We were sad to leave the Wrangells, especially after a tour like this. However, there’s much more to Alaska and we plan to see as much as possible. Stay tuned for more adventures soon!

The Journey to Wrangell St. Elias National Park

Most people don’t know much about North America’s largest national park. Wrangell St. Elias. Encompassing 20,000 square miles, it’s larger than some states and includes nine of the sixteen highest peaks in the United States. It has the largest concentration of mountains over 14,000 feet, and there are only two roads that allow access to the park. We did them both!

After leaving our friends Russ and Susan, who headed north to Fairbanks, we headed south towards Wrangell St. Elias. Our first peek was via the Nebesna Road. The road leads to an abandoned mine, but the road was closed for flooding after about 20 miles. We opted to use one of the many roadside turnouts as a campsite and enjoyed the view of the Wrangell Mountains across the valley. 

While on Nebesna Road we tackled the Caribou Crossing trail but found the creek crossing was still covered in ice. Still, our very remote three mile hike gave us a good look at the landscape. 

Even though we’ve encountered ice and snow so far, it is beginning to look like spring up here. And to prove it, Steve has been capturing the flowers as they unfold before us. 

From the Nebesna Road we traveled south towards the other park entrance. Because we had some time to kill before our next reservation, we boondocked a few nights along the way in the Copper River Valley. Known for the famous Copper River salmon, the area is filled with fast running creeks, streams, and rivers, and the water levels have been high due to late snows and now warm days.

We stayed one night at the Tonzina River Wayside, a paved parking area along the Tonzina River. Unlike most other places we’ve travelled, in Alaska you can pull over and spend the night anywhere along the way, as long as there’s not a sign that says, “no overnight stays.” This spot gave us great access to our first look at the Alaska Pipeline. We’ll surely see more of this as the summer rolls along.

The next night we headed to Squirrel Creek State Park and camped at a great site with a view of a lake and a great path to the confluence of the creek and the Tonsina River. Here’s where we spent my birthday, and it was glorious! I spent most of the day in the screen room, enjoying the views, reading a good book, and just relaxing.

Steve even got in some fishing with his new waders at this stop. He didn’t catch anything but at least he knows they don’t leak!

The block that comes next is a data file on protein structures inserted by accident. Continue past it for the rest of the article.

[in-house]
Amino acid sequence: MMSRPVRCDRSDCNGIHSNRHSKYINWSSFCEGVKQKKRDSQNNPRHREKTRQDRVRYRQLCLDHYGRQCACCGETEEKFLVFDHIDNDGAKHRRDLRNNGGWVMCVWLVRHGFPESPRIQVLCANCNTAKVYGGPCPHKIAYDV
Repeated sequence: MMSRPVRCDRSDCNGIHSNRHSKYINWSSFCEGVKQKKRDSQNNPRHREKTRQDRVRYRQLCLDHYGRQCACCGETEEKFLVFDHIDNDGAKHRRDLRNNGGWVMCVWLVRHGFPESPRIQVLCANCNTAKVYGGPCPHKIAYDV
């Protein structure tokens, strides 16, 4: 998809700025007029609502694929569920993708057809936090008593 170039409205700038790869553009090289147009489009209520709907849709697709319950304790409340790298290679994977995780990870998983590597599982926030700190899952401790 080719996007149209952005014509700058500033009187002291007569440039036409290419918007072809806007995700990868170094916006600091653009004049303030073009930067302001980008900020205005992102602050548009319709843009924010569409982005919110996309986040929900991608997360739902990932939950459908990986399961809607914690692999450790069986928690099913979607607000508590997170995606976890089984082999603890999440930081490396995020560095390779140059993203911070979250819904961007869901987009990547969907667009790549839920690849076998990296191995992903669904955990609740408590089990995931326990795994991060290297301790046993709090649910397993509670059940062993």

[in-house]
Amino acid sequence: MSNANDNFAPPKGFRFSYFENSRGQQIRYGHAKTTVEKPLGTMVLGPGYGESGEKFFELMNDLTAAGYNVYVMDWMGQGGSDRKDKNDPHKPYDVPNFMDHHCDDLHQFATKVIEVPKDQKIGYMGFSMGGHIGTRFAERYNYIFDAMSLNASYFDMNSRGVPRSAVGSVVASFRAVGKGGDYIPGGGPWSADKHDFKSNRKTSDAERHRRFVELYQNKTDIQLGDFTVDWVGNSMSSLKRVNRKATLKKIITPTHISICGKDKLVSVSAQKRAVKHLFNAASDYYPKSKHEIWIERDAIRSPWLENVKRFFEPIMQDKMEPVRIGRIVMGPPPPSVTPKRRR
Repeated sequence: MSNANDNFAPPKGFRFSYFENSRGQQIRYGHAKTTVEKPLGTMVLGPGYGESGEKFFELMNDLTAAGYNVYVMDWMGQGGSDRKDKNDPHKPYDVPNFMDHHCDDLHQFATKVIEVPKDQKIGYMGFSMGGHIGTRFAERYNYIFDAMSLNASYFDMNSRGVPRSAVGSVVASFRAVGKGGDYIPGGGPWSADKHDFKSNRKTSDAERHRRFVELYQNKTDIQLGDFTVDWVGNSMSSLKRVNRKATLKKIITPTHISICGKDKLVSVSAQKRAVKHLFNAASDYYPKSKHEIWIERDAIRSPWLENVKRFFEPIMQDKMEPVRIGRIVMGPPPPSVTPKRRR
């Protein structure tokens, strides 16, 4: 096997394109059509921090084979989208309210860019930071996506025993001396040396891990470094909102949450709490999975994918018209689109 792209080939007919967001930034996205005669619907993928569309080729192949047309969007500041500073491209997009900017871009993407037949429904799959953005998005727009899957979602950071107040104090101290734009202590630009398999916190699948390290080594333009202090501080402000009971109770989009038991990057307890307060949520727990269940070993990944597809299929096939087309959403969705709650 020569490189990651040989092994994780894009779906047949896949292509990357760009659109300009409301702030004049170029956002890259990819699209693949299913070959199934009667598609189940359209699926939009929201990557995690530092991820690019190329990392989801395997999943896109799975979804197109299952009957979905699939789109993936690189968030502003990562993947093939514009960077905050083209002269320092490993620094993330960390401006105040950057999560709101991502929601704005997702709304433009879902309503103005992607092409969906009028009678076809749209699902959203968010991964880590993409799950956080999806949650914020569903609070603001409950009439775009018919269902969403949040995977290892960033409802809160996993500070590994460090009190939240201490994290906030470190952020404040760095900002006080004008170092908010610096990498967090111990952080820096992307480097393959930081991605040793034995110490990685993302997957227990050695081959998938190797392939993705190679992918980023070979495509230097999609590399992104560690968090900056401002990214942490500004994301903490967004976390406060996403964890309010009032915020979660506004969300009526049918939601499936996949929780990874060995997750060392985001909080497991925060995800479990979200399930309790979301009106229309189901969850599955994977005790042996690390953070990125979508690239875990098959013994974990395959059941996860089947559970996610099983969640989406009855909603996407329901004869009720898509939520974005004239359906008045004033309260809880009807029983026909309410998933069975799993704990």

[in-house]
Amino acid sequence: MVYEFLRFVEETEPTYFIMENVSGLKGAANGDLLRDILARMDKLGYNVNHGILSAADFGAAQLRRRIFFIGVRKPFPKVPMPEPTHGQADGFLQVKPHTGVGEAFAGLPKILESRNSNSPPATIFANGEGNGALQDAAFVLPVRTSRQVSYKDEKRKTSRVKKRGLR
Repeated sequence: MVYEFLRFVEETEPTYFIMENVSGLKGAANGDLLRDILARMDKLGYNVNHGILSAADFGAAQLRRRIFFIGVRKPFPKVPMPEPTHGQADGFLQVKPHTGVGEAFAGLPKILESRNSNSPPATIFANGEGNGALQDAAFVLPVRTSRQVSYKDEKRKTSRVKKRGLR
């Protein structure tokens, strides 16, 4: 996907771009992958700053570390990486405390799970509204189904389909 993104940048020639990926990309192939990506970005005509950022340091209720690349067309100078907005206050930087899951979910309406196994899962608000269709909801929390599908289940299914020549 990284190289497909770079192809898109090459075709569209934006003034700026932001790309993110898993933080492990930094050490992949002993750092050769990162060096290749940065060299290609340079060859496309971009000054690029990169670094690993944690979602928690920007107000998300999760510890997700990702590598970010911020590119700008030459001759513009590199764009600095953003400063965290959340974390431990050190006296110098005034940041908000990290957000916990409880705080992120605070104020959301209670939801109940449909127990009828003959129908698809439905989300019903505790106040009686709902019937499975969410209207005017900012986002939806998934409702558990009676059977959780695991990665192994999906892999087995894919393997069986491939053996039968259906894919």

That evening we headed to the nearby Tonsina River Lodge and enjoyed our first exposure to Russian food. It was fabulous!

A few nights hanging out in the Kenny Lake area, we were able to get in a great hike near Liberty Falls that gave us awesome views of the Copper River and surrounding mountains. 

Finally we began the epic journey down the McCarthy Road, the second road into Wrangell St. Elias National Park. The road was created on the old railroad bed that linked the Kennecott Copper mine to the coast at Cordova. It’s a 60 miles journey down a rough, unpaved, and remote road that was originally developed in the early 1900s. Signs along the way warned us to be careful!

Along the way we stopped to check out the old trestle bridges and one lane creek crossings. We even had a bear cross in front of us. Just getting to McCarthy is an adventure!

Once we arrived at Currant Ridge Cabins, our home for the next three nights, we ventured into “town.” McCarthy was the social center of the area in the early 1900s when hundreds of miners worked at the nearby Kennecott mine.

If it sounds familiar, it might be because the town is featured in the Discover Channel series, “Edge of Alaska.” Ripe with intrigue, conflict, and a saucy history, this old town is filled with characters, rugged individualists, and now, some tourists. 

To get to McCarthy you park on one side of a roaring river and take the footbridge to the other side. From there you can take a shuttle or walk the half mile into “town.” Only locals have vehicles on the town side of the river and they access town via a bridge they pay to use. 

Four and a half miles up the old road from McCarthy sits Kennecott, the old mining town and the site of the National Park Visitor Center. Both towns sit at the toe of the Kennecott and Root Glaciers, and doing a glacier hike is a must when visiting this area of the park. Because we have SO MANY PHOTOS, we’ll do a separate blog post on the glacier hike and on the other high-flying adventure we had while in this area. Here’s a preview:

Our time in McCarthy was complete after we spent an evening in town with the locals. We had a wonderful dinner at the Salmon and Bear featuring Copper River Salmon. From there we sat at the bar in the saloon and chatted with locals who have lived in this remote paradise for decades. Boy, do they have stories to tell!

And, yes, there’s way more to share about this part of our Alaska adventure. Stay tuned for more posts coming soon!